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NA IMPRENSA INTERNACIONAL > RELATÓRIO LEVESON

A curious incident of the cops in the night

05/12/2012 na edição 723

 

Informações de Robert Shrimsley [Financial Times, 29/11/12].

 

The Leveson inquiry into British press culture and the media’s relationship with those in authority reports on Thursday.

I had called upon my friend Sherlock Holmes on the 29th day of November. The rains were beating down; much of the nation was under water. But the flat in Baker Street was warm with the fug of Holmes’s pipe filling the air. The newspapers were full of the Leveson affair. An appeal court judge, Lord Justice Leveson had been asked to lead an inquiry into a criminal network held responsible for many of society’s ills.

As lurid tales emerged, society was gripped with reports of the most scandalous behaviour by the newspapers; telephone hacking, bribery and serious discourtesy to Hugh Grant. Yet Holmes remained undiverted. I challenged him as to his lack of interest. The great detective flashed a look of contempt.

“Oh Watson, I dare say it will winkle out a few reprobates but it has not got to the heart of the matter. Even now, those most at fault are evading its tentacles.”

“You mean Murdoch.”

He laughed. “No, no, no, Watson.”

“You don’t mean … Moriarty?”

“No, Watson, the Napoleon of crime is long retired, although I believe he writes for the Daily Mail under the name Amanda Platell.”

“You surely don’t believe the media is wrongly accused.”

“Oh, far from it. They will all be rightly punished. Society will appoint another little committee and congratulate itself on a job well done. Meanwhile … ”

“You believe there is more?”

With a burst of energy, Holmes sprang to his feet, scattering papers across the room. He brandished a cutting at me. I recognised it as a report of a child abuse case that had also drawn much comment in the press. “Watson, can you not see what is in front of your face?”

“The Savile case?” I said. “You see a link between these matters?”

“I do.”

It was widely known that Savile, a well-known public performer who moved in the highest circles and had even been honoured by the Queen, was, in fact, a foul sexual predator and corruptor of youth. Much obloquy had fallen upon his employers, the BBC, over the affair. Since Savile was now dead, public anger had turned towards the BBC.

“You do not believe the Beeb to be responsible?”

“They were negligent, to be sure,” he intoned, shooting up another syringe of morphine, “but responsibility lies elsewhere. And here … ”. He held another cutting; a report of similar abuse by an MP.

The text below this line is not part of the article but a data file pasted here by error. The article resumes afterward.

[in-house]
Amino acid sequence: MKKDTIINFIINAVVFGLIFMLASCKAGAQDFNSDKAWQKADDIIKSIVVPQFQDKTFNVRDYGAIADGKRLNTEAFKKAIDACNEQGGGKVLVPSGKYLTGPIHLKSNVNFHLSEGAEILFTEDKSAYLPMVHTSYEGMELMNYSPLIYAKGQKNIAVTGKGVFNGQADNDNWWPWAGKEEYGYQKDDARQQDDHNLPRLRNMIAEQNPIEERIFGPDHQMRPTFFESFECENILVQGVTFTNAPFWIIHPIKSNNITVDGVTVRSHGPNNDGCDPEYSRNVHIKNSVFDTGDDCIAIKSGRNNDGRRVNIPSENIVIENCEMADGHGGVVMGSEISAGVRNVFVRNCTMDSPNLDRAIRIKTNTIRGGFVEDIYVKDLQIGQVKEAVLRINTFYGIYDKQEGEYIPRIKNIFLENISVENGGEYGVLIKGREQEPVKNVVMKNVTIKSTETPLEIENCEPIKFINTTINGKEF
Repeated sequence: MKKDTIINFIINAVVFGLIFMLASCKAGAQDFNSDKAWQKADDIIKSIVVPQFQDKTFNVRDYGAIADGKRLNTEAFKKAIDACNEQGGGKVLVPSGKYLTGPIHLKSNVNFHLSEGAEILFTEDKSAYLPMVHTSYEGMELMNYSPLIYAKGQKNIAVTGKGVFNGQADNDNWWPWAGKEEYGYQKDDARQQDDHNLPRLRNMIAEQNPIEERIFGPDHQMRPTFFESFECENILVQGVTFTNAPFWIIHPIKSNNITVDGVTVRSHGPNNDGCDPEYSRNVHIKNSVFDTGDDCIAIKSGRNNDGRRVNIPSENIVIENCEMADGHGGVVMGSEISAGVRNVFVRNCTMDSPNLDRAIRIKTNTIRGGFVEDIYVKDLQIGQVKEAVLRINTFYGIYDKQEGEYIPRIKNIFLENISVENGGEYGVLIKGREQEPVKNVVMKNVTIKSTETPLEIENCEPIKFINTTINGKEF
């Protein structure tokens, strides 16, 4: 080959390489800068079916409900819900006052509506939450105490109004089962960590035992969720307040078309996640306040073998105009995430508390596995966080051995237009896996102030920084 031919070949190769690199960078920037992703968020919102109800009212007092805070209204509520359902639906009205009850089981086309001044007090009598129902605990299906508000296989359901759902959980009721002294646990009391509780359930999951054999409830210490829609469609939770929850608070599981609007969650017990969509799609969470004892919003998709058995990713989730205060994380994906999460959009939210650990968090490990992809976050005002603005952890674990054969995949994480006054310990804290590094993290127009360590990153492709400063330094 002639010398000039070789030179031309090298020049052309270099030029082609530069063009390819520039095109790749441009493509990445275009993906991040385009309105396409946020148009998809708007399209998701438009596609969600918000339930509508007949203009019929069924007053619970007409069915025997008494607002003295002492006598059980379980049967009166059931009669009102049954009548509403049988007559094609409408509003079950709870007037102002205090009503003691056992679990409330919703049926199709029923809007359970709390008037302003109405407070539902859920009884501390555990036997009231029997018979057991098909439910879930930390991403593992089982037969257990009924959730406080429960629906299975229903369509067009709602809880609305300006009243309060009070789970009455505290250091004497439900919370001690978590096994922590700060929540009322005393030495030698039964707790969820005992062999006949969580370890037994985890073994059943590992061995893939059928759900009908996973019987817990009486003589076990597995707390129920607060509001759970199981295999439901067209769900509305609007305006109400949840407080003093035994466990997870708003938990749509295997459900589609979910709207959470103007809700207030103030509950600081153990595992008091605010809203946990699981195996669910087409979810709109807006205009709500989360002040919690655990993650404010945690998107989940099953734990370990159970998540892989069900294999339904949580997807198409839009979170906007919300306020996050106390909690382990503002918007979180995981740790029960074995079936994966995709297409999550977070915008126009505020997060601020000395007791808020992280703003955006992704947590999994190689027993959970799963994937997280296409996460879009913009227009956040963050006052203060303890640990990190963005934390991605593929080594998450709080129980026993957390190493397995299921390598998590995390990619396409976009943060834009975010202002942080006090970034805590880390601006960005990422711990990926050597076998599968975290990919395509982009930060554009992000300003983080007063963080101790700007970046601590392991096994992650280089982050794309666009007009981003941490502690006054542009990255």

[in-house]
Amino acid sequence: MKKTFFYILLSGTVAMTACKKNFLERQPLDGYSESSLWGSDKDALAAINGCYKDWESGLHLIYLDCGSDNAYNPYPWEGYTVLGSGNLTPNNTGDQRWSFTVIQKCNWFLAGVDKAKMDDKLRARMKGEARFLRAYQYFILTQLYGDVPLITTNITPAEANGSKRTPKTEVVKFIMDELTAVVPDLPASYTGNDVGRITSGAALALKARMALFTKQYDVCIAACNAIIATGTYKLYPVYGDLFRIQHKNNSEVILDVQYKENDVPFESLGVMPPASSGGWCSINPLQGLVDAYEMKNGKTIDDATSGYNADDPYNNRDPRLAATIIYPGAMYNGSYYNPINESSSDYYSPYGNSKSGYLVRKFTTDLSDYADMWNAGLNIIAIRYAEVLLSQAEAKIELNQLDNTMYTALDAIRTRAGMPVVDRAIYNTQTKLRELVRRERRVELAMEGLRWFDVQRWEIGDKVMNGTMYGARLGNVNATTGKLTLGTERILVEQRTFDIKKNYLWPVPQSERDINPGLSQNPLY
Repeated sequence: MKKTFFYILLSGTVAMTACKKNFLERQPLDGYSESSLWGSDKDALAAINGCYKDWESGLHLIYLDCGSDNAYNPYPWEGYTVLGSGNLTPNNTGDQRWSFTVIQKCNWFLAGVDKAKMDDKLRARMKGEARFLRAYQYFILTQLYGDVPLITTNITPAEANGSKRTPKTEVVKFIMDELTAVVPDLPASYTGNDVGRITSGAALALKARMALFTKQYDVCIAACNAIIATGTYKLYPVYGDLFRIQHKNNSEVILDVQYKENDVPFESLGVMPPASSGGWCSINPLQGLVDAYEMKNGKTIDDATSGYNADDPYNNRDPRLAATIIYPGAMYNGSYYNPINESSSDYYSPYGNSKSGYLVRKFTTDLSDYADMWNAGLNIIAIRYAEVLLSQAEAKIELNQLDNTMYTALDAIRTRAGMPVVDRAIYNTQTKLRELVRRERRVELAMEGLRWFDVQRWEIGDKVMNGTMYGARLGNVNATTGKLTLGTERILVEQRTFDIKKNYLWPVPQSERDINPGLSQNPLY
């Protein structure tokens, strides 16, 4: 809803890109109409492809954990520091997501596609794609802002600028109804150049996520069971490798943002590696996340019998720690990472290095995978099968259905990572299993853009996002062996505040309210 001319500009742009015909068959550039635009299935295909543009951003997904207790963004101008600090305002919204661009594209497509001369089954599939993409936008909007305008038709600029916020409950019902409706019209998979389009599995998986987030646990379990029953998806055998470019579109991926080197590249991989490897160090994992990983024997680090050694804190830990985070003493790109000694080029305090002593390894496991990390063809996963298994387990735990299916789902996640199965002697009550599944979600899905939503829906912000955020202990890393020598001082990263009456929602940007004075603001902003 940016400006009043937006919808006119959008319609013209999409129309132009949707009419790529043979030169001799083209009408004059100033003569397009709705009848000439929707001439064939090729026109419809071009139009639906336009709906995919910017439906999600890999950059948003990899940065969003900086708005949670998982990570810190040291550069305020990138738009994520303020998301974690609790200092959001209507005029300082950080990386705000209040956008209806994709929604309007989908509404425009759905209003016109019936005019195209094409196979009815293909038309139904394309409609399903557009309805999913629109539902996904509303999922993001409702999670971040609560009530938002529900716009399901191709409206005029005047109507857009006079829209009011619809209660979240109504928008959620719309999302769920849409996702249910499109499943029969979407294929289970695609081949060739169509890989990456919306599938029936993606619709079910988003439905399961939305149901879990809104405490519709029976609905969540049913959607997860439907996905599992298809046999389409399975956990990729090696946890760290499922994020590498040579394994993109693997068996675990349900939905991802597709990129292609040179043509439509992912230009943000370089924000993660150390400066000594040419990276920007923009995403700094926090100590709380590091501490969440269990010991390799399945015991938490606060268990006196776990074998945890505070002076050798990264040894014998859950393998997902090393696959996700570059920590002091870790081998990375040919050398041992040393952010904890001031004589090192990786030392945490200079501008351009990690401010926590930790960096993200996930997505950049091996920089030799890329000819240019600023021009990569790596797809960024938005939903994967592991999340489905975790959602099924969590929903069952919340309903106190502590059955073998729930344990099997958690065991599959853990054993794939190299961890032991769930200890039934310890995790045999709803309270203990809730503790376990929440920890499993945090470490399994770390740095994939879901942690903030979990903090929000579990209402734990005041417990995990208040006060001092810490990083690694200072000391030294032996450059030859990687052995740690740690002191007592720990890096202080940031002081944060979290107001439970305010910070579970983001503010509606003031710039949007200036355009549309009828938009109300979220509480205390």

“Holmes, you have me at a loss.”

“Watson, let us return to the matter of the phone-hacking. What do we know of events when it was first revealed that the press were using the services of the Baker Street irregulars?”

“There was a police inquiry. Two men were imprisoned.”

“And then the inquiry stopped. Other victims were not told of the crimes against them and the perpetrators went unpunished. Watson, have you not been struck by the curious incident of the police at that right time.”

“The police did nothing.”

“That,” he remarked curtly, “is the curious incident.”

“But Holmes … ”

“And the Savile affair; or the late MP; who failed to discover their crimes; who ignored witnesses?”

“Or Hillsborough; who conspired to subvert the truth when 96 football fans die at a match? When an innocent man is shot dead by officers, who attempts to cover it up with misleading claims on what happened? Ah yes, Watson, at the heart of so much lies one common thread – the venality, incompetence, deceit and in some cases criminality of our police. Those we pay to uphold the law have failed us in so many ways and yet evade reform.”

“But Savile was the true criminal, Holmes. And the media behaved intolerably by phone-hacking.”

“And they must be punished. But had the police done their jobs these scandals might not have taken root.”

“Have you talked to Lestrade?”

“Alas, the good inspector writes a twice weekly column for the Sketch.”

“Then no good will come of this.”

“Well, we may get statutory regulation of the press.”

“But Holmes, this won’t solve the deeper problem.”

The celebrated detective pulled on his gown and headed downstairs. “No, but I can start spending the night with Mrs Hudson again.”

“Oh and Watson,” he called from the stairs, “call my dealer, would you. I’m completely out of smack.”


 

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